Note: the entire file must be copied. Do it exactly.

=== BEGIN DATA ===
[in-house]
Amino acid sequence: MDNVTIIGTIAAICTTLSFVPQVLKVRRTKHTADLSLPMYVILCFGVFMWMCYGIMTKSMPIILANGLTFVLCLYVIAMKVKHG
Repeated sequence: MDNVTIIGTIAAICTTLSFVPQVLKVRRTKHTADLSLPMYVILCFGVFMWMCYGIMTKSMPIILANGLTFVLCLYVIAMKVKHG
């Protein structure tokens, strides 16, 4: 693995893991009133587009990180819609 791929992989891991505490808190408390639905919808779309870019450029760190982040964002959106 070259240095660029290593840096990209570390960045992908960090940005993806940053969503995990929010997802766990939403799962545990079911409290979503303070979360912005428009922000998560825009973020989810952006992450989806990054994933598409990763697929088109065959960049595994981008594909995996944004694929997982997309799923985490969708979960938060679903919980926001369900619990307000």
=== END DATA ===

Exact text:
[in-house]
Amino acid sequence: MDNVTIIGTIAAICTTLSFVPQVLKVRRTKHTADLSLPMYVILCFGVFMWMCYGIMTKSMPIILANGLTFVLCLYVIAMKVKHG
Repeated sequence: MDNVTIIGTIAAICTTLSFVPQVLKVRRTKHTADLSLPMYVILCFGVFMWMCYGIMTKSMPIILANGLTFVLCLYVIAMKVKHG
């Protein structure tokens, strides 16, 4: 693995893991009133587009990180819609 791929992989891991505490808190408390639905919808779309870019450029760190982040964002959106 070259240095660029290593840096990209570390960045992908960090940005993806940053969503995990929010997802766990939403799962545990079911409290979503303070979360912005428009922000998560825009973020989810952006992450989806990054994933598409990763697929088109065959960049595994981008594909995996944004694929997982997309799923985490969708979960938060679903919980926001369900619990307000």